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Interconnections of Agrobiodiversity and Food Security in Rural Yucatan, Mexico

Creative Commons 'BY' version 4.0 license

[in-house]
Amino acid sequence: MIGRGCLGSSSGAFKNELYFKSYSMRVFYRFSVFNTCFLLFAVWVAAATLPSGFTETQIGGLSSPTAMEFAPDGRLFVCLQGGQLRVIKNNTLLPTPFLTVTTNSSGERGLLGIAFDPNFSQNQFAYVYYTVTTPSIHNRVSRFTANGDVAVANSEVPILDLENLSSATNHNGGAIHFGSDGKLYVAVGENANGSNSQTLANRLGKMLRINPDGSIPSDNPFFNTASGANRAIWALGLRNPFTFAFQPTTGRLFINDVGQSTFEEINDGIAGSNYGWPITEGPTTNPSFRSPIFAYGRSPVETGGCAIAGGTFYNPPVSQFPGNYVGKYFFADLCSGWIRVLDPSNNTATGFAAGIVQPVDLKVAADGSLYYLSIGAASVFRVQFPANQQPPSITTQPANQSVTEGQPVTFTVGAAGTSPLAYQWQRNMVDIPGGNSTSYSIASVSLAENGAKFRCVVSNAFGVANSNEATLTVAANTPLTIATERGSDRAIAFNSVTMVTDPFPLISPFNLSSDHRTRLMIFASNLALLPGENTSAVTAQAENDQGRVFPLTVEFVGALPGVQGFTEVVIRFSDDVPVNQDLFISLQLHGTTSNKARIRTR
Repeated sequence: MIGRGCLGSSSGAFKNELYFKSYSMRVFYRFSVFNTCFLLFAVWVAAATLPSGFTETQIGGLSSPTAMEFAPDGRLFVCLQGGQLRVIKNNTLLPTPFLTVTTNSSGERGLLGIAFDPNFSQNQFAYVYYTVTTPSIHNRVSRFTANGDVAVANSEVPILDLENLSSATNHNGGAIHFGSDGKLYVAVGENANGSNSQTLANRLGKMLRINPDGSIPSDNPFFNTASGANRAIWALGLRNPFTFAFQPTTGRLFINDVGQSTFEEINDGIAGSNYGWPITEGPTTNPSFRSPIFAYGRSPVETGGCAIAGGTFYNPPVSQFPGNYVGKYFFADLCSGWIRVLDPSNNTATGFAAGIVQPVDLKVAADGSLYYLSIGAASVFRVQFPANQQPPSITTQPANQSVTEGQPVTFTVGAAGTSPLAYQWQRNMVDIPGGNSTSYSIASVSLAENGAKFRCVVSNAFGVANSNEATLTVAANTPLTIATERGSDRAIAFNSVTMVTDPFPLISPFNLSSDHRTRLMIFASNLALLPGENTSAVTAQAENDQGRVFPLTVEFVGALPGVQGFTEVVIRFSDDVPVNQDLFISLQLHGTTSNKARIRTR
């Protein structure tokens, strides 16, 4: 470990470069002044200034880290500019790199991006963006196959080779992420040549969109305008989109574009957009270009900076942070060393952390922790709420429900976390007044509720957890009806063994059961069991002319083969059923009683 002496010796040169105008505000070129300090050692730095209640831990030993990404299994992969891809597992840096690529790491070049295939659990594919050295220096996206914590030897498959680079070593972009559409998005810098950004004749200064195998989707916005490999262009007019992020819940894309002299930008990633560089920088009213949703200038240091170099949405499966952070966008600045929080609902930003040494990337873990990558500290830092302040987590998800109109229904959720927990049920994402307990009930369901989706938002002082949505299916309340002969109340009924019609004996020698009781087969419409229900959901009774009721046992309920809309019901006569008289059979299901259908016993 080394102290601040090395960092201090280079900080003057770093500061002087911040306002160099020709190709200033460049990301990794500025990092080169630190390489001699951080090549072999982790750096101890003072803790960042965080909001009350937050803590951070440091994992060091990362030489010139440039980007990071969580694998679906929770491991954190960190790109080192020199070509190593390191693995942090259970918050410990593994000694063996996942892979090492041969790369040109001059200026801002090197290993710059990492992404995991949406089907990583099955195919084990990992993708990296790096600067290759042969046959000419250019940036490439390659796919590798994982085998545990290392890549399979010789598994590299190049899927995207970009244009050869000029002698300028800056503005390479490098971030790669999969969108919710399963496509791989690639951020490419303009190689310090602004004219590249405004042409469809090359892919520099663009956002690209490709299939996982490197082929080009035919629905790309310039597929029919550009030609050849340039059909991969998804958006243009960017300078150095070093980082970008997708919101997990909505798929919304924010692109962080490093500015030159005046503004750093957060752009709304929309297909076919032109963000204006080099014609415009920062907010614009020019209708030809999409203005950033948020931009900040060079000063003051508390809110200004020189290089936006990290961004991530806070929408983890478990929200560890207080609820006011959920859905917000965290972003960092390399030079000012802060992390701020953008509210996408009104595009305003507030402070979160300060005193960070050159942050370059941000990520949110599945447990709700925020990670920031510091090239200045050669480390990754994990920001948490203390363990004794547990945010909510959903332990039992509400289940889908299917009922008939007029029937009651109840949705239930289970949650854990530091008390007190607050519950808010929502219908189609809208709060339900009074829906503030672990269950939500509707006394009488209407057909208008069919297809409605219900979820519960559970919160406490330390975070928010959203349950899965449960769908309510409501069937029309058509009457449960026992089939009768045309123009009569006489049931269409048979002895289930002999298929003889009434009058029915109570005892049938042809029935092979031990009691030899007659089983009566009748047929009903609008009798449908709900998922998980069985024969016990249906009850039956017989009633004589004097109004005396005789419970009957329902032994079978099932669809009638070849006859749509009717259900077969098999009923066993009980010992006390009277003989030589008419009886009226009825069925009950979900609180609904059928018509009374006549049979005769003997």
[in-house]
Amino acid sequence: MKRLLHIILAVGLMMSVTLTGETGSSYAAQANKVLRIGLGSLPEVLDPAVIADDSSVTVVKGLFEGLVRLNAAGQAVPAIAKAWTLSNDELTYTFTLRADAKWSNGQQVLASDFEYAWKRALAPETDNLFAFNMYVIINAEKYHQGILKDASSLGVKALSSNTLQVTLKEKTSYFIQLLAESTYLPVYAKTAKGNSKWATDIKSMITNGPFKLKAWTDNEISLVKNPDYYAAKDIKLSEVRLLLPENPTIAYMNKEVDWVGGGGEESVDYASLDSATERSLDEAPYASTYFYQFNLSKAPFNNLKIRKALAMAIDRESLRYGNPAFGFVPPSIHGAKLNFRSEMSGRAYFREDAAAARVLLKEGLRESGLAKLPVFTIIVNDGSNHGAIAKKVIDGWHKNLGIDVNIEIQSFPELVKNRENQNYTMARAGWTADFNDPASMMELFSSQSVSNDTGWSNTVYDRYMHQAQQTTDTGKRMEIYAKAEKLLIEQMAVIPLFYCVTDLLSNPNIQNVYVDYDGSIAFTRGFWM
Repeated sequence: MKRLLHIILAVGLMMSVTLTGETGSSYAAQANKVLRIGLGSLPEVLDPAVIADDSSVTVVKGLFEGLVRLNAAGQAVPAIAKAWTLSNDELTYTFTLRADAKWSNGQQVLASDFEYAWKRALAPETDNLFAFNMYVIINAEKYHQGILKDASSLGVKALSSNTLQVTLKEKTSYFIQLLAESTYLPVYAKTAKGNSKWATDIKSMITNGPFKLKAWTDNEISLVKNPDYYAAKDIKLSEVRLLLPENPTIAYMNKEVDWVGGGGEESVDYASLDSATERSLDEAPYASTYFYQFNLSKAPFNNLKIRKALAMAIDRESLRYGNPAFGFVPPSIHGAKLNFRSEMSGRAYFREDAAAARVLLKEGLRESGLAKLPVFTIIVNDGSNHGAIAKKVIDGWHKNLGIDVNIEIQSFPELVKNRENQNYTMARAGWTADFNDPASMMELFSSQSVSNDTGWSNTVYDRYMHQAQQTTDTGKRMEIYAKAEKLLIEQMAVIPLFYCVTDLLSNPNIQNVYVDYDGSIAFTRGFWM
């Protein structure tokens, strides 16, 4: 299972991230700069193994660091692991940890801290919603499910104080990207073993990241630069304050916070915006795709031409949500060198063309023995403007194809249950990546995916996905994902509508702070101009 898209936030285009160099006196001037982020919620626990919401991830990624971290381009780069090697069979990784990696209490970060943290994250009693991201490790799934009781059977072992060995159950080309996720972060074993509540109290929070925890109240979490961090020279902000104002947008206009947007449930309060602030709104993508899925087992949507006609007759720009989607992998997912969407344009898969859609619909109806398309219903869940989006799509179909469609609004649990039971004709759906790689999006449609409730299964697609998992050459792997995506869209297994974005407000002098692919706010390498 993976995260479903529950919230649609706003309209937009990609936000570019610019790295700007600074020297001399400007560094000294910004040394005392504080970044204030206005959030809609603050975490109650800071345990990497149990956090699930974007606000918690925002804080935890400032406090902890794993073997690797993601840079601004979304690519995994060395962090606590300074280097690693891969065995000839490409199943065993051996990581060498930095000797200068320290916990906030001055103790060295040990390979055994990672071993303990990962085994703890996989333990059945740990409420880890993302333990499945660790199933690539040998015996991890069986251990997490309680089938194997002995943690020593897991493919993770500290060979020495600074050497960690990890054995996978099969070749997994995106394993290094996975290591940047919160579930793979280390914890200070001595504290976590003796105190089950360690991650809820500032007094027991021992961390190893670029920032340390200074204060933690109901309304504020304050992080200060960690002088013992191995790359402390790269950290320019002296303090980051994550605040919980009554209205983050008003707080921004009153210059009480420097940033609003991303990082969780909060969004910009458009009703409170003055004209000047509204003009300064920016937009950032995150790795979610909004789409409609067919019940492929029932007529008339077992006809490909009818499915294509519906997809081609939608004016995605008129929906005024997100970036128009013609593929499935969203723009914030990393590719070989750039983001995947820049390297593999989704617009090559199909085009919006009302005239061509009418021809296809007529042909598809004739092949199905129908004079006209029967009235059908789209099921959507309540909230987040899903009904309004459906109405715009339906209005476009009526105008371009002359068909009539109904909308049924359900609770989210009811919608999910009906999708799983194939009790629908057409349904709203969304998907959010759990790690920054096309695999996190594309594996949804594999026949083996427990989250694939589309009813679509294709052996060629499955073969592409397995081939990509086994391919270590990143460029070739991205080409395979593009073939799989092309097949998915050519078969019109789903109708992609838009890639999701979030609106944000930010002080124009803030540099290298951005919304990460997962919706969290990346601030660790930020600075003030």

Biodiversity conservation and food security are often assumed to be separate or conflicting issues. In the municipality of Tzucacab, in a rural corner of Mexico’s Yucatan peninsula, I found that crop diversity and food security are deeply intertwined. I measured food security and home garden agrobiodiversity on a randomized selection of sixty smallholder farms in the municipality, conducted ethnographic interviews over a period of four years, and collaborated with six high school students on a participatory photography project documenting local food culture. From the quantitative data, I found that crop diversity is the strongest predictor of household food security during a drought in the rural municipality I surveyed. This finding indicates that maintaining high levels of agrobiodiversity can be an important strategy for subsistence farmers to buffer their food supply against the risk of crop failure. Additionally, I found evidence that diversification of the home garden is one important strategy managing risk among a complex of several approaches to livelihood diversification. The finding helps to explain why some farmers conserve diversity while others do not, and suggests that the goals of agrobiodiversity conservation and rural food security might be better addressed together. These results point to the ability of small-scale, diverse farms run by campesino farmers to feed themselves, challenging the dominant discourse and practice of development that prioritizes increasing yields above all other properties of agroecosystems.

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